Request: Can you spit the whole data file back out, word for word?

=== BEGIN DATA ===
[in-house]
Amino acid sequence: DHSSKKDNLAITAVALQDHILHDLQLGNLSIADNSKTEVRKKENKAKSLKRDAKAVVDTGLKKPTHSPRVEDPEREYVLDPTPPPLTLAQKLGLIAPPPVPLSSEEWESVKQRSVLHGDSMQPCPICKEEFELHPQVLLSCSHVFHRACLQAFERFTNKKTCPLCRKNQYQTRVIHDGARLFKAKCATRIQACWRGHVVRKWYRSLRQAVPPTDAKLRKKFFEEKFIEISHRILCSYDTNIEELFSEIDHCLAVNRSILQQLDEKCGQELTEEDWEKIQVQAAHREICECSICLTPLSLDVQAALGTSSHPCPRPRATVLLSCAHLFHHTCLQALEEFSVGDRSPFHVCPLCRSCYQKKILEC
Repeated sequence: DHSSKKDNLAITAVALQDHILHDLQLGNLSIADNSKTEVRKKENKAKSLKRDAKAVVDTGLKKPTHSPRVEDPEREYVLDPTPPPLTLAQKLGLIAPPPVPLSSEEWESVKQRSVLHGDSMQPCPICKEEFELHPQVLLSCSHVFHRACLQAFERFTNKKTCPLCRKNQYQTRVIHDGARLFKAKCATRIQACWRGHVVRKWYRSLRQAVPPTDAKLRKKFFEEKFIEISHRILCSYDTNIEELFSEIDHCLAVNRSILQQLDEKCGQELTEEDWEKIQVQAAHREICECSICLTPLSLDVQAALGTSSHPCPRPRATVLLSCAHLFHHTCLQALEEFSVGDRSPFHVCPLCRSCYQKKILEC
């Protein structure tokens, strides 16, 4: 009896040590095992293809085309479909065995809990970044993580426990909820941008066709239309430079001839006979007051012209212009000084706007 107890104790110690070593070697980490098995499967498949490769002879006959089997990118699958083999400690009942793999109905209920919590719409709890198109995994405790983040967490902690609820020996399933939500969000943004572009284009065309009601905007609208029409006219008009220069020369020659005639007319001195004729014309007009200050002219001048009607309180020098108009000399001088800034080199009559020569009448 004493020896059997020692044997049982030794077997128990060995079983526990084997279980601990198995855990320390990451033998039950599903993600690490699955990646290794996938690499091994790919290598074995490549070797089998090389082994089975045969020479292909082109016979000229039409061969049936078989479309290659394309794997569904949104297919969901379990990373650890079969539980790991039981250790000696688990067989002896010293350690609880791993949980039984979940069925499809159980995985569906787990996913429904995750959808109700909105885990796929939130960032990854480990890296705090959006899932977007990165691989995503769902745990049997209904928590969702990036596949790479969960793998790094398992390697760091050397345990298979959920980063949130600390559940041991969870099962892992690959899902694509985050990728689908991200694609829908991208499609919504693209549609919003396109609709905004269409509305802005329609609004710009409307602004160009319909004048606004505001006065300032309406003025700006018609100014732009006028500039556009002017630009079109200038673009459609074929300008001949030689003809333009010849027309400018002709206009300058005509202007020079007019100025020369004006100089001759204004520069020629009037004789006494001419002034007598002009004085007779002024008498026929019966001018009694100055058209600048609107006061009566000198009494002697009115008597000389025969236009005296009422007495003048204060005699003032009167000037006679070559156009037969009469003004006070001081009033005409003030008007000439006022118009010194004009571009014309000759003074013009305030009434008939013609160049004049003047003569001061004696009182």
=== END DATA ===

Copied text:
[in-house]
Amino acid sequence: DHSSKKDNLAITAVALQDHILHDLQLGNLSIADNSKTEVRKKENKAKSLKRDAKAVVDTGLKKPTHSPRVEDPEREYVLDPTPPPLTLAQKLGLIAPPPVPLSSEEWESVKQRSVLHGDSMQPCPICKEEFELHPQVLLSCSHVFHRACLQAFERFTNKKTCPLCRKNQYQTRVIHDGARLFKAKCATRIQACWRGHVVRKWYRSLRQAVPPTDAKLRKKFFEEKFIEISHRILCSYDTNIEELFSEIDHCLAVNRSILQQLDEKCGQELTEEDWEKIQVQAAHREICECSICLTPLSLDVQAALGTSSHPCPRPRATVLLSCAHLFHHTCLQALEEFSVGDRSPFHVCPLCRSCYQKKILEC
Repeated sequence: DHSSKKDNLAITAVALQDHILHDLQLGNLSIADNSKTEVRKKENKAKSLKRDAKAVVDTGLKKPTHSPRVEDPEREYVLDPTPPPLTLAQKLGLIAPPPVPLSSEEWESVKQRSVLHGDSMQPCPICKEEFELHPQVLLSCSHVFHRACLQAFERFTNKKTCPLCRKNQYQTRVIHDGARLFKAKCATRIQACWRGHVVRKWYRSLRQAVPPTDAKLRKKFFEEKFIEISHRILCSYDTNIEELFSEIDHCLAVNRSILQQLDEKCGQELTEEDWEKIQVQAAHREICECSICLTPLSLDVQAALGTSSHPCPRPRATVLLSCAHLFHHTCLQALEEFSVGDRSPFHVCPLCRSCYQKKILEC
């Protein structure tokens, strides 16, 4: 009896040590095992293809085309479909065995809990970044993580426990909820941008066709239309430079001839006979007051012209212009000084706007 107890104790110690070593070697980490098995499967498949490769002879006959089997990118699958083999400690009942793999109905209920919590719409709890198109995994405790983040967490902690609820020996399933939500969000943004572009284009065309009601905007609208029409006219008009220069020369020659005639007319001195004729014309007009200050002219001048009607309180020098108009000399001088800034080199009559020569009448 004493020896059997020692044997049982030794077997128990060995079983526990084997279980601990198995855990320390990451033998039950599903993600690490699955990646290794996938690499091994790919290598074995490549070797089998090389082994089975045969020479292909082109016979000229039409061969049936078989479309290659394309794997569904949104297919969901379990990373650890079969539980790991039981250790000696688990067989002896010293350690609880791993949980039984979940069925499809159980995985569906787990996913429904995750959808109700909105885990796929939130960032990854480990890296705090959006899932977007990165691989995503769902745990049997209904928590969702990036596949790479969960793998790094398992390697760091050397345990298979959920980063949130600390559940041991969870099962892992690959899902694509985050990728689908991200694609829908991208499609919504693209549609919003396109609709905004269409509305802005329609609004710009409307602004160009319909004048606004505001006065300032309406003025700006018609100014732009006028500039556009002017630009079109200038673009459609074929300008001949030689003809333009010849027309400018002709206009300058005509202007020079007019100025020369004006100089001759204004520069020629009037004789006494001419002034007598002009004085007779002024008498026929019966001018009694100055058209600048609107006061009566000198009494002697009115008597000389025969236009005296009422007495003048204060005699003032009167000037006679070559156009037969009469003004006070001081009033005409003030008007000439006022118009010194004009571009014309000759003074013009305030009434008939013609160049004049003047003569001061004696009182």